To celebrate the Easter festivities, Aldi brand ambassador Chef Catherine Fulvio is heroing some delicious festive recipes. We caught up with Fulvio to get her step by step guide to cooking the perfect roast lamb, mint sauce, and chocolate cake.

"I love Easter," beams Catherine. "Here in Ballyknocken, its the start of tourist season when things really get going so, for us, its kind of a big family celebration before we knuckle down to work really hard for the summer."

Lamb, of course, is the traditional meat for an Easter gathering. And while its undoubtedly delicious, its not necessarily the most common meat for many households.

If this is your first time tackling lamb, or you simply want to improve upon your cooking skills, Fulvio has got you covered with a step by step guide to creating the perfect Easter lunch.

Your very first point of business, says the chef, is choosing your flavour.

"Traditionally, it's garlic and rosemary. You just make little holes or incisions in the leg of lamb and put in your garlic and rosemary, and you really do get that lovely flavour when its roasted. Season with a nice bit of salt and pepper, rub a bit of oil, and put it on your roasting tray."

"If you didn't fancy rosemary or garlic, you could go with a dry rub - a little bit of dried garlic granules, salt, pepper, cumin, and coriander. You rub in just a small bit to allow the flavours to blend."

No matter what additions you choose, the TV chef suggests doing so the night before to allow the flavours to really mingle.

When the moment to roast your lamb arrives, be sure to give it some time to settle at room temperature so as not to 'shock' the meat.

"I pre-heat my oven to 180 to start with. Bring your lamb to room temperature before you put it in the oven. I cover it with foil - some people do it the other way around, but I cover with foil first - pop it in the oven and let it cook at 180, which is a moderate enough heat and will allow the meat to cook evenly."

"At the last 20 minutes I whip the foil off and crank the oven up to 220 - that will give you that lovely, crispy exterior."

To ensure that you're meat is cooked thoroughly, Catherine has two suggestions:

"Follow the guideline that per half kilo is 20 minutes to cook, so per kilo is 40 minutes to cook. Equally, a great gadget to have is a meat thermometer. Put the thermometer in, take a reading and if its 72 degrees and holds for two minutes, your meat is ready to eat. Just don't let the thermometer touch the bone as the bone gets hotter than the meat would."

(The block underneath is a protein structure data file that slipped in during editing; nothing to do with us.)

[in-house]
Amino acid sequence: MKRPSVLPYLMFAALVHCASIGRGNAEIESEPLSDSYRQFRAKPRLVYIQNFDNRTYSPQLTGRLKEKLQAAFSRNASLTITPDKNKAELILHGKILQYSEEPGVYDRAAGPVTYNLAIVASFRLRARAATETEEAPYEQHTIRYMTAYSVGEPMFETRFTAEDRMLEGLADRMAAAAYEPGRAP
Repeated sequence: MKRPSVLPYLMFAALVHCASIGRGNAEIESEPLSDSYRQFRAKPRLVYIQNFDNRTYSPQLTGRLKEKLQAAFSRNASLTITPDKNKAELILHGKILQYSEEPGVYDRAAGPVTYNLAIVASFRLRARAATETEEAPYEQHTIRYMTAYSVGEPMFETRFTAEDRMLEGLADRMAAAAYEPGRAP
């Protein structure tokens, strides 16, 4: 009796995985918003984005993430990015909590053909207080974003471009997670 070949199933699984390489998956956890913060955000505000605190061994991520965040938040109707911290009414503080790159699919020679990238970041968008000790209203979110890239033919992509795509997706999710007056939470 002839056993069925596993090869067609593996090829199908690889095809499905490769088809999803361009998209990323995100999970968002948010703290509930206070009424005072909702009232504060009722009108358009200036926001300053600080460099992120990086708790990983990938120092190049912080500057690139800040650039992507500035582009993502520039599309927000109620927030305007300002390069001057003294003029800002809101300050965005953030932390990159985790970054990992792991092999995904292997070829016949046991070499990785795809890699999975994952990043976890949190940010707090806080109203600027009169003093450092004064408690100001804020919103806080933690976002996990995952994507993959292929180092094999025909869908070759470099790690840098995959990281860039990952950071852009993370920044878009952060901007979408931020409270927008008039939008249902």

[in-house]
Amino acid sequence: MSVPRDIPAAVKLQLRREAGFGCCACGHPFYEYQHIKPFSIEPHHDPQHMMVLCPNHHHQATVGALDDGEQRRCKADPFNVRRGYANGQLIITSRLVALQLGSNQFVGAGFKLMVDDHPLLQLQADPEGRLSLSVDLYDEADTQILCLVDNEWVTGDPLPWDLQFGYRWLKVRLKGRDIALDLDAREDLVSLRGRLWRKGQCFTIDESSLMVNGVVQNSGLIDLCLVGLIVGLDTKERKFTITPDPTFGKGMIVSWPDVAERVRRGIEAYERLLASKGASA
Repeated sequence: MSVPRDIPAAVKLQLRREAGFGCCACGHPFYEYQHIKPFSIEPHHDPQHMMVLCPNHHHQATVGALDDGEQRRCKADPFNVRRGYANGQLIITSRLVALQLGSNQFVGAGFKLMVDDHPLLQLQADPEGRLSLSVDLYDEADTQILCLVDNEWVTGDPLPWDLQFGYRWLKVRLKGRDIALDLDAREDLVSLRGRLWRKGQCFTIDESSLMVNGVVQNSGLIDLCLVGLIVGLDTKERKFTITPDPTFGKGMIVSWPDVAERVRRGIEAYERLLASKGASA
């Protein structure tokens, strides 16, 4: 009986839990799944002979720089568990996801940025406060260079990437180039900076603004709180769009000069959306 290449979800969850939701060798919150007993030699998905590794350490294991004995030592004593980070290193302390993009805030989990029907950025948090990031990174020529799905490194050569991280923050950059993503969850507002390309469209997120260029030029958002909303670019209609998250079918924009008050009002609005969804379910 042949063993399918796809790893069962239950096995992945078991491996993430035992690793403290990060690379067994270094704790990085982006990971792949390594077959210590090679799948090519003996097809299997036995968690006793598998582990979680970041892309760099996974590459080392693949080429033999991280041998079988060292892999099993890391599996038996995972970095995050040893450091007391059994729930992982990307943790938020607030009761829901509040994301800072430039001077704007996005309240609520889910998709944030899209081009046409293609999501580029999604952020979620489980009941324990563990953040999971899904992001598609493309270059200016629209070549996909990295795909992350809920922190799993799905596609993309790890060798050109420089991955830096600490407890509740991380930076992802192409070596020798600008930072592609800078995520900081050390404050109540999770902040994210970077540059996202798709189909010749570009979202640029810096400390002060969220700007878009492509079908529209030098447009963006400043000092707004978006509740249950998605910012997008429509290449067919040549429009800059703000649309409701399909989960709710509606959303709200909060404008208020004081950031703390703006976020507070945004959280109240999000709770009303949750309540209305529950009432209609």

If you went overboard at the butchers and bought far too much lamb for your Sunday lunch, Catherine suggests cutting your leftover meat into thin slices and transforming it into a new dish for the following day.

"Put your thinly sliced lamb in with layers of scalloped potatoes and onions, gravy and stock. Cook it that way so the lamb is cooked with the potatoes and onions - its a lighter meal and you can have your salad on the side."

"A lamb pie is absolutely gorgeous," she adds. "You could also make a bechamel - a white wine sauce - and put in your lamb, cooked carrots, peas, onions always, and some fresh herbs. Put it in a small lasagne dish or pie dish and put a pastry crust on top. Roll out a bit of puff pastry, put it on top and glaze it with egg wash. Cook away and it will be absolutely gorgeous."

"I love a pie," she explains. "It's a great way to use leftovers becuase it keeps the meat nice and moist."

To complete any good lamb dish, of course, you need a delicious mint sauce.

"I used to go buying the mint sauce, as my mum always did, but then she started experimenting with her own and its so much nicer!"

"You need fresh mint, pour boiling water over it just to soften it, and then you cover it with some vinegar and sugar - the balance has to be quite good, you don't want a bang of vinegar of it that hurts your eyes. Put a little bit of salt in and that's it. You can also have that done the night before."

As a side dish for this mouth-watering lamb, Fulvio suggests heaps of roasted Mediterranean vegetables in garlic and rosemary or a simple bowl of mixed salad leaves with lemon and honey dressing.

To finish things on a sweet note, Catherine suggests a decadent chocolate cake.

"Chocolate cake is a great way of using up leftover chocolate," she explains. "I love a chocolate cake and the recipe I have has some lovely lemon buttercream and its so nice because the lemon and chocolate works really well together. The little bit of lemon juice and lemon zest lightens it a little."

"The lovely thing about making a cake is that you'll have it on the day but you'll have it a while after, its the gift that keeps on giving."

If you're worried about food waste this Easter, you could get your kids involved in the kitchen and ask them to use some of their chocolate eggs for the cake or any other number of desserts.

"You can make brownies, cupcakes or another thing I do is melt leftover chocolate with a little bit of butter and pour it into a dipping bowl and I have grapes, kiwis, bananas, blueberries, and marshmallows if I really want to treat them," she laughs. "Its a great way of getting extra fruit into the diet for the kids."